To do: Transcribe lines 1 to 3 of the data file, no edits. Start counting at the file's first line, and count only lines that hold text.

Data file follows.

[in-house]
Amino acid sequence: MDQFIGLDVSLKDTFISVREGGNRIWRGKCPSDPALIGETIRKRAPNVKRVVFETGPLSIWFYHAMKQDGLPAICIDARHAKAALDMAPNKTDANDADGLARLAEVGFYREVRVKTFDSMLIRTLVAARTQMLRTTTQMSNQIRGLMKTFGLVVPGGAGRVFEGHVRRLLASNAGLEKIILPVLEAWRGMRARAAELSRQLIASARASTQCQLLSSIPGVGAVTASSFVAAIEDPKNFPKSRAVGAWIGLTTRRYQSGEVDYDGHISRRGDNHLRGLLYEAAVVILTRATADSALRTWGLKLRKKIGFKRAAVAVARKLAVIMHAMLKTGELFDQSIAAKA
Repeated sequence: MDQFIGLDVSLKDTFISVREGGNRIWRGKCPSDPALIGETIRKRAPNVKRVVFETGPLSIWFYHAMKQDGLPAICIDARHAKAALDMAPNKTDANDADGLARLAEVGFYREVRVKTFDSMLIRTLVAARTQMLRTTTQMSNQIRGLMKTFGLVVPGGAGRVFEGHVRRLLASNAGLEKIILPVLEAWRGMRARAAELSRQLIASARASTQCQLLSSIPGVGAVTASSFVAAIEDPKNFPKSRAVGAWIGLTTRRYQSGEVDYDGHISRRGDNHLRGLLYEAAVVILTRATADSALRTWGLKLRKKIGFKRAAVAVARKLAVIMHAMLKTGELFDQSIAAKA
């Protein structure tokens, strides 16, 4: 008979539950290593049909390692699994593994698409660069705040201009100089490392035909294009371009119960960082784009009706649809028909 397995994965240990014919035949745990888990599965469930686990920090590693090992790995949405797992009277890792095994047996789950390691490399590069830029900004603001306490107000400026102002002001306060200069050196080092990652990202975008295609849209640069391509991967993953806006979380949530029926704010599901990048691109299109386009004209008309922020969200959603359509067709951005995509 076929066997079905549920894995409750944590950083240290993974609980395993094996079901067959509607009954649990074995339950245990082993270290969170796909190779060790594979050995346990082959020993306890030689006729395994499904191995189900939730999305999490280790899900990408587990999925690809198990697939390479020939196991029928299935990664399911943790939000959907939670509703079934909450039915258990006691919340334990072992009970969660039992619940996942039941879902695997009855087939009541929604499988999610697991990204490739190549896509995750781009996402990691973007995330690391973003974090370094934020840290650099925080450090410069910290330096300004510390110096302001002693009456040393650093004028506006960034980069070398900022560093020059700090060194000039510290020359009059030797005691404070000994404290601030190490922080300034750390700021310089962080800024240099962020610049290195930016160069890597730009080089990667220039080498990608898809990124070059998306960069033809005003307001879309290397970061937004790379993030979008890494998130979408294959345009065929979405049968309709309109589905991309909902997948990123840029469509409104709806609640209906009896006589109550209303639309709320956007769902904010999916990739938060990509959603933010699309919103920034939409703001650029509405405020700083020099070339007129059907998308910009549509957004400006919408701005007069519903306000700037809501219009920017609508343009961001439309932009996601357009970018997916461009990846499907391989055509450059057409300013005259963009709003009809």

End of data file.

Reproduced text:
[in-house]
Amino acid sequence: MDQFIGLDVSLKDTFISVREGGNRIWRGKCPSDPALIGETIRKRAPNVKRVVFETGPLSIWFYHAMKQDGLPAICIDARHAKAALDMAPNKTDANDADGLARLAEVGFYREVRVKTFDSMLIRTLVAARTQMLRTTTQMSNQIRGLMKTFGLVVPGGAGRVFEGHVRRLLASNAGLEKIILPVLEAWRGMRARAAELSRQLIASARASTQCQLLSSIPGVGAVTASSFVAAIEDPKNFPKSRAVGAWIGLTTRRYQSGEVDYDGHISRRGDNHLRGLLYEAAVVILTRATADSALRTWGLKLRKKIGFKRAAVAVARKLAVIMHAMLKTGELFDQSIAAKA
Repeated sequence: MDQFIGLDVSLKDTFISVREGGNRIWRGKCPSDPALIGETIRKRAPNVKRVVFETGPLSIWFYHAMKQDGLPAICIDARHAKAALDMAPNKTDANDADGLARLAEVGFYREVRVKTFDSMLIRTLVAARTQMLRTTTQMSNQIRGLMKTFGLVVPGGAGRVFEGHVRRLLASNAGLEKIILPVLEAWRGMRARAAELSRQLIASARASTQCQLLSSIPGVGAVTASSFVAAIEDPKNFPKSRAVGAWIGLTTRRYQSGEVDYDGHISRRGDNHLRGLLYEAAVVILTRATADSALRTWGLKLRKKIGFKRAAVAVARKLAVIMHAMLKTGELFDQSIAAKA